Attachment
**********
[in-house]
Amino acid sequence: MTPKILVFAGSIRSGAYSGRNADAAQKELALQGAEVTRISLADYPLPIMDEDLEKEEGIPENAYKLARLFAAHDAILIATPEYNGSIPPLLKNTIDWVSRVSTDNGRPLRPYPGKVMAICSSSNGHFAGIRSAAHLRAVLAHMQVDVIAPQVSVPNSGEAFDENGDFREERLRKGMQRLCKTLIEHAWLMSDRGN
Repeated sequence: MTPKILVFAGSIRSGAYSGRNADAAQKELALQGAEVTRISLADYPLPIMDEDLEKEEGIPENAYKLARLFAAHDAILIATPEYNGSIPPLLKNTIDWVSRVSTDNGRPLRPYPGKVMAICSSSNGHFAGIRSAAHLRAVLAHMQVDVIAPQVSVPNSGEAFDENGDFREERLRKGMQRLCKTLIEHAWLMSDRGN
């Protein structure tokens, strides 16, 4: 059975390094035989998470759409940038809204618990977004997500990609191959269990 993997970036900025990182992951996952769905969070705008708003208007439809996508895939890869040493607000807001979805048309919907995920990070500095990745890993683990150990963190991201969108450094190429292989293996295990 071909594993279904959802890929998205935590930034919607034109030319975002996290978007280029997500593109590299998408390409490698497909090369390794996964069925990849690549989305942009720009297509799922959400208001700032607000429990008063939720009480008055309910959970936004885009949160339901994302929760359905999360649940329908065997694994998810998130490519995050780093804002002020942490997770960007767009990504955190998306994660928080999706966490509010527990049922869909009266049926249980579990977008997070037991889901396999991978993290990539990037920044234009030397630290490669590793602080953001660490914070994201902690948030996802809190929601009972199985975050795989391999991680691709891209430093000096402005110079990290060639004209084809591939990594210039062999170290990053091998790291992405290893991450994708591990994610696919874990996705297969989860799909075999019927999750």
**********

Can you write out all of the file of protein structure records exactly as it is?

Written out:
[in-house]
Amino acid sequence: MTPKILVFAGSIRSGAYSGRNADAAQKELALQGAEVTRISLADYPLPIMDEDLEKEEGIPENAYKLARLFAAHDAILIATPEYNGSIPPLLKNTIDWVSRVSTDNGRPLRPYPGKVMAICSSSNGHFAGIRSAAHLRAVLAHMQVDVIAPQVSVPNSGEAFDENGDFREERLRKGMQRLCKTLIEHAWLMSDRGN
Repeated sequence: MTPKILVFAGSIRSGAYSGRNADAAQKELALQGAEVTRISLADYPLPIMDEDLEKEEGIPENAYKLARLFAAHDAILIATPEYNGSIPPLLKNTIDWVSRVSTDNGRPLRPYPGKVMAICSSSNGHFAGIRSAAHLRAVLAHMQVDVIAPQVSVPNSGEAFDENGDFREERLRKGMQRLCKTLIEHAWLMSDRGN
């Protein structure tokens, strides 16, 4: 059975390094035989998470759409940038809204618990977004997500990609191959269990 993997970036900025990182992951996952769905969070705008708003208007439809996508895939890869040493607000807001979805048309919907995920990070500095990745890993683990150990963190991201969108450094190429292989293996295990 071909594993279904959802890929998205935590930034919607034109030319975002996290978007280029997500593109590299998408390409490698497909090369390794996964069925990849690549989305942009720009297509799922959400208001700032607000429990008063939720009480008055309910959970936004885009949160339901994302929760359905999360649940329908065997694994998810998130490519995050780093804002002020942490997770960007767009990504955190998306994660928080999706966490509010527990049922869909009266049926249980579990977008997070037991889901396999991978993290990539990037920044234009030397630290490669590793602080953001660490914070994201902690948030996802809190929601009972199985975050795989391999991680691709891209430093000096402005110079990290060639004209084809591939990594210039062999170290990053091998790291992405290893991450994708591990994610696919874990996705297969989860799909075999019927999750």